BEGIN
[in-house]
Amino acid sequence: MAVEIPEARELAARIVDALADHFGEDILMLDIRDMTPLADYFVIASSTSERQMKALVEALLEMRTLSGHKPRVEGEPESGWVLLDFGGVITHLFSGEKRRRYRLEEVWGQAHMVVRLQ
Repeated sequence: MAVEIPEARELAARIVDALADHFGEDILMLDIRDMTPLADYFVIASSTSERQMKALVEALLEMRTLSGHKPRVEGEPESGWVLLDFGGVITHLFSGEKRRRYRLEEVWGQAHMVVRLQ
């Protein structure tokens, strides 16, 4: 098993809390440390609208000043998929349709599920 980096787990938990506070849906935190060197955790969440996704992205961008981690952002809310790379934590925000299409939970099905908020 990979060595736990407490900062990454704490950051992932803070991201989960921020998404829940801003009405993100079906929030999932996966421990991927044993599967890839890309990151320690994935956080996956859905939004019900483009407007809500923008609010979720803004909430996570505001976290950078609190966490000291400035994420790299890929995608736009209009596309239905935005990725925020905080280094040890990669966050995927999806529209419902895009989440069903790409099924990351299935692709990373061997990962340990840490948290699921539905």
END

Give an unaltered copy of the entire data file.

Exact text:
[in-house]
Amino acid sequence: MAVEIPEARELAARIVDALADHFGEDILMLDIRDMTPLADYFVIASSTSERQMKALVEALLEMRTLSGHKPRVEGEPESGWVLLDFGGVITHLFSGEKRRRYRLEEVWGQAHMVVRLQ
Repeated sequence: MAVEIPEARELAARIVDALADHFGEDILMLDIRDMTPLADYFVIASSTSERQMKALVEALLEMRTLSGHKPRVEGEPESGWVLLDFGGVITHLFSGEKRRRYRLEEVWGQAHMVVRLQ
């Protein structure tokens, strides 16, 4: 098993809390440390609208000043998929349709599920 980096787990938990506070849906935190060197955790969440996704992205961008981690952002809310790379934590925000299409939970099905908020 990979060595736990407490900062990454704490950051992932803070991201989960921020998404829940801003009405993100079906929030999932996966421990991927044993599967890839890309990151320690994935956080996956859905939004019900483009407007809500923008609010979720803004909430996570505001976290950078609190966490000291400035994420790299890929995608736009209009596309239905935005990725925020905080280094040890990669966050995927999806529209419902895009989440069903790409099924990351299935692709990373061997990962340990840490948290699921539905």